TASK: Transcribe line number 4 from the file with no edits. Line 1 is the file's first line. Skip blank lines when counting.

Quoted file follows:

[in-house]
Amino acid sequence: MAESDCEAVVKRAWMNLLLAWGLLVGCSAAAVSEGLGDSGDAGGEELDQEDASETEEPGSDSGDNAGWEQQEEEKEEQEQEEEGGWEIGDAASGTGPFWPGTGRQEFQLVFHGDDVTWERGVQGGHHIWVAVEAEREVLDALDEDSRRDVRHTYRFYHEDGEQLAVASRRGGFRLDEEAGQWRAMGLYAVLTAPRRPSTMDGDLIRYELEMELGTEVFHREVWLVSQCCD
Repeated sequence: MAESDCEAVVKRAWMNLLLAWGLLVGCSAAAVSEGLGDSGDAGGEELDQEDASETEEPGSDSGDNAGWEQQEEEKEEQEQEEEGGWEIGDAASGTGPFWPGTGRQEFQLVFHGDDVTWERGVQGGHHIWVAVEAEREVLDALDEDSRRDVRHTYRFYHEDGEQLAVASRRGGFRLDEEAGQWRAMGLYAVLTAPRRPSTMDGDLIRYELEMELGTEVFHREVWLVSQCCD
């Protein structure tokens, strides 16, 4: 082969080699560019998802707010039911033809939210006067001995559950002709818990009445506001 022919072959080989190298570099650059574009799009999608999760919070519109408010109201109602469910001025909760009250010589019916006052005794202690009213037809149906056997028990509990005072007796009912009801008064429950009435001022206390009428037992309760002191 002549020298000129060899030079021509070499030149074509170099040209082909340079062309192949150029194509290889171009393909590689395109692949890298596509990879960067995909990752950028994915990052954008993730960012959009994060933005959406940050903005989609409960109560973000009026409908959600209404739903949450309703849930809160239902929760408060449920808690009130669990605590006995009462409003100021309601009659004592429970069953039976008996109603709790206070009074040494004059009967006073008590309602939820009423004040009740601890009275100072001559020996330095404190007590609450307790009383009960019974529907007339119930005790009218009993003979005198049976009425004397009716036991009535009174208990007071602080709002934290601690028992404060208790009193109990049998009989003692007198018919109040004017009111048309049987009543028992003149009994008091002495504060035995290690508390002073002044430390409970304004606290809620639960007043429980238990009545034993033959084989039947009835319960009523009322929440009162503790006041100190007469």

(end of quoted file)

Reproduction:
């Protein structure tokens, strides 16, 4: 082969080699560019998802707010039911033809939210006067001995559950002709818990009445506001 022919072959080989190298570099650059574009799009999608999760919070519109408010109201109602469910001025909760009250010589019916006052005794202690009213037809149906056997028990509990005072007796009912009801008064429950009435001022206390009428037992309760002191 002549020298000129060899030079021509070499030149074509170099040209082909340079062309192949150029194509290889171009393909590689395109692949890298596509990879960067995909990752950028994915990052954008993730960012959009994060933005959406940050903005989609409960109560973000009026409908959600209404739903949450309703849930809160239902929760408060449920808690009130669990605590006995009462409003100021309601009659004592429970069953039976008996109603709790206070009074040494004059009967006073008590309602939820009423004040009740601890009275100072001559020996330095404190007590609450307790009383009960019974529907007339119930005790009218009993003979005198049976009425004397009716036991009535009174208990007071602080709002934290601690028992404060208790009193109990049998009989003692007198018919109040004017009111048309049987009543028992003149009994008091002495504060035995290690508390002073002044430390409970304004606290809620639960007043429980238990009545034993033959084989039947009835319960009523009322929440009162503790006041100190007469």